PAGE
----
|Recipient Location||Bolingbroke, Lincolnshire|
|Transcript or Index||Portland Place, May 28th 1823|
My Dear Sir
I am glad to find you are not quite weary of my letters, & shall be still more so if I may venture to believe that you begin to find pleasure in writing to me. Is it possible though that you take my “Lectures” seriously? If so you mistake them altogether. Cannot you take a joke? and do you not understand me yet? The likeness of the part of Lincolnshire you were in & the Barren grounds of America struck me in your description before you compared them, but the discrepancies rose to view in the next moment, and so I was determined to play with you a little. You know I dearly love to turn anyone’s meaning inside out!
I have been busily employed the last three days. On Monday I was up an hour and half before Mr & Mrs John Kay; packed all my things & took a walk in the plantation before breakfast. After that I came to town, and was still so little fatigued as as [sic] to dine in Gower Street. Yesterday I was in a bustle all the morning, receiving back poor Berners Street, and finished the evening with a Ball at the D’Israelis’ – I see you shake your head Sir! but I had Dr Thomson’s full permission to go, and I am not a pin the worse for it. I certainly was anxious to be there for I have lost sight of most of my friends for nearly a twelvemonth and they all have shewn me so much real kindness and sympathy that I do not like to appear ungrateful. I should have invited some of them at Christmas. Indeed it was a favourite day dream of mine to see them once again at Berners Street, but you were then too much occupied with your Book, and withal too anxious not to be seen for me to hope the honour of your presence, and of course I could not with propriety receive any company of which you did not form a part. As you got more at leisure I got ill – and so -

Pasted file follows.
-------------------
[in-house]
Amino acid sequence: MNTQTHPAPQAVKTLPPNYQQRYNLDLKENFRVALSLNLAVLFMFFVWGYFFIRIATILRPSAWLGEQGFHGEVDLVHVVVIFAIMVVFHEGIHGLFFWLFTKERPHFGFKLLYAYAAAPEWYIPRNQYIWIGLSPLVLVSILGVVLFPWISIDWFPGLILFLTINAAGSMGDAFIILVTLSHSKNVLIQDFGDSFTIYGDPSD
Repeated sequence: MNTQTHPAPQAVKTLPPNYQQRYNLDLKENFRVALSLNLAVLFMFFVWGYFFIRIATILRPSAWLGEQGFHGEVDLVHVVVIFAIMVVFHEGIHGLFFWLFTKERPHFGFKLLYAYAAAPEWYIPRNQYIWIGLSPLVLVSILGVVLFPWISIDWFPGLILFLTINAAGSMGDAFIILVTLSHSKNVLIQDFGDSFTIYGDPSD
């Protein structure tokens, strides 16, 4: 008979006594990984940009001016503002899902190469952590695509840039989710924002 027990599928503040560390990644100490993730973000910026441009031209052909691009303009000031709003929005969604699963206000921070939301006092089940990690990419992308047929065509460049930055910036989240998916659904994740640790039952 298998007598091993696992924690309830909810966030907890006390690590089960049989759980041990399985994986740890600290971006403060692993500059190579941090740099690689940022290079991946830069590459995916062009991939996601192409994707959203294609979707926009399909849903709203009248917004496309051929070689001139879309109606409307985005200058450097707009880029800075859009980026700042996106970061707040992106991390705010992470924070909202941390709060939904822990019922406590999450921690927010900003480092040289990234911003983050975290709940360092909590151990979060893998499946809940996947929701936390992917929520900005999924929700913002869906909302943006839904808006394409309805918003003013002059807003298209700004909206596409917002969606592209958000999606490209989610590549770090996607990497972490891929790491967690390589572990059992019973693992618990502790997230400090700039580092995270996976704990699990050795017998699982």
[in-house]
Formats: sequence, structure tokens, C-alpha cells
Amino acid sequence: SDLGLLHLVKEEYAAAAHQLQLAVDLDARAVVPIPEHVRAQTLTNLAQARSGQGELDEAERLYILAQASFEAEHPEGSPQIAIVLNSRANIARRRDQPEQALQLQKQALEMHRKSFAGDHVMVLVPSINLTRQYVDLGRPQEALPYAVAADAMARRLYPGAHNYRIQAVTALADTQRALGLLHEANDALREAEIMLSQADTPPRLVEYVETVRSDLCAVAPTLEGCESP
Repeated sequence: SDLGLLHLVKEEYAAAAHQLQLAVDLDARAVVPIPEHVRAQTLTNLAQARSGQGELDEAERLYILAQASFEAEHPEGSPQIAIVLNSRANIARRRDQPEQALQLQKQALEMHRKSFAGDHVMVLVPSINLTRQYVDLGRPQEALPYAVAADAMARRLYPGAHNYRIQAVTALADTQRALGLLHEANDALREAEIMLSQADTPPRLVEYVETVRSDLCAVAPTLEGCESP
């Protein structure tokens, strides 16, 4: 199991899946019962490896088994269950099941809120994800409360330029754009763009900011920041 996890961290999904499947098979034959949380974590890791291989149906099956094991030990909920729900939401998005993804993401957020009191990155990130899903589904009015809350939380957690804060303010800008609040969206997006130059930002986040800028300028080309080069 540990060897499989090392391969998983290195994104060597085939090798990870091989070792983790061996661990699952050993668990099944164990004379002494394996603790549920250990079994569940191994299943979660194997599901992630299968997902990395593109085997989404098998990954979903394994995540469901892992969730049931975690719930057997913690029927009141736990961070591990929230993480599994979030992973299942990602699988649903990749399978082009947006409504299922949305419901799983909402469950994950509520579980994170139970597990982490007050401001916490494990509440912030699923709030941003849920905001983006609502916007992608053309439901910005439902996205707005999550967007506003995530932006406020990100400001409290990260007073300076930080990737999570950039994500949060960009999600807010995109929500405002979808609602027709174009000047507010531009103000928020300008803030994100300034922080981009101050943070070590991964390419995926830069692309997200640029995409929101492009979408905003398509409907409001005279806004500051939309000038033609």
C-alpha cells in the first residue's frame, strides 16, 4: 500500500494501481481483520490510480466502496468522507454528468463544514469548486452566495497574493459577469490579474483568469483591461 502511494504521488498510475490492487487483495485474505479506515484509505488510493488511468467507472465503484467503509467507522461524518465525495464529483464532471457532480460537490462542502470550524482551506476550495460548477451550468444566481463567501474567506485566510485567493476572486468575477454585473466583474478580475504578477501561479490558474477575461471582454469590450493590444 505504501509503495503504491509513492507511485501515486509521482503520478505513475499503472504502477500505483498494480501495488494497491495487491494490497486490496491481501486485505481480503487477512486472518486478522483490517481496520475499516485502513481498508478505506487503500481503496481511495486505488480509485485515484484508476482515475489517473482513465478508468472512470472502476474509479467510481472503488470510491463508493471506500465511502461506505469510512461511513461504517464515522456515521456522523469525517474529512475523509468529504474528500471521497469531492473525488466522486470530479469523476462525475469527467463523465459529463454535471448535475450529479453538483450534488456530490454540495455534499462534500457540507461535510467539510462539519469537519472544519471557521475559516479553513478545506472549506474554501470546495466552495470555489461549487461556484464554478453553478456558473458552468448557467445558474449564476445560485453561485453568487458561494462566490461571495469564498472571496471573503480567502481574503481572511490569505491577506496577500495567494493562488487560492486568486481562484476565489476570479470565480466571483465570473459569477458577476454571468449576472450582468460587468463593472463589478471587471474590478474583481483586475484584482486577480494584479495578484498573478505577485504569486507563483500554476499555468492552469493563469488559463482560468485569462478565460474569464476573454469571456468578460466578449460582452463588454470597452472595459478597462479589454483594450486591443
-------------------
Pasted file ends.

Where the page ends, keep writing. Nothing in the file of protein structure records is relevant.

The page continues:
I believe it is the first time I ever had to go to a party without either someone with me or a servant of my own to protect me, and I had an uncomfortable sense of desolation when I set out, which but for the reasons aforesaid, would have determined me to stay at home. But it would not be in human nature to be otherwise than gratified at the reception I met with. Half a dozen hands were held out to me as I entered the room, so that I knew not which to take first. I must surely be really strong, for neither the bustle of numbers, nor the lights, nor the music affected me, though it be many months since I have shared in a similar scene, and I tripped about from one kind friend to another as gaily as I was wont to do in days of yore. A quondam admirer of mine made many enquiries concerning you. I could not help being amused on reflexion. It was about the first social conversation he and I had had for some years, and had I been previously told he would have asked such and such questions, I could not have believed I should feel them other than impertinent. As it was, I was much pleased with the evident friendliness of feeling which prompted them – the more so perhaps as I am conscious I once cut his acquaintance with rather less civility than was due to him. He has no cause of quarrel with me now however, for in simple sincerity, he has done much better. His wife is one of the loveliest women I ever knew. I should be inclined to say I never saw one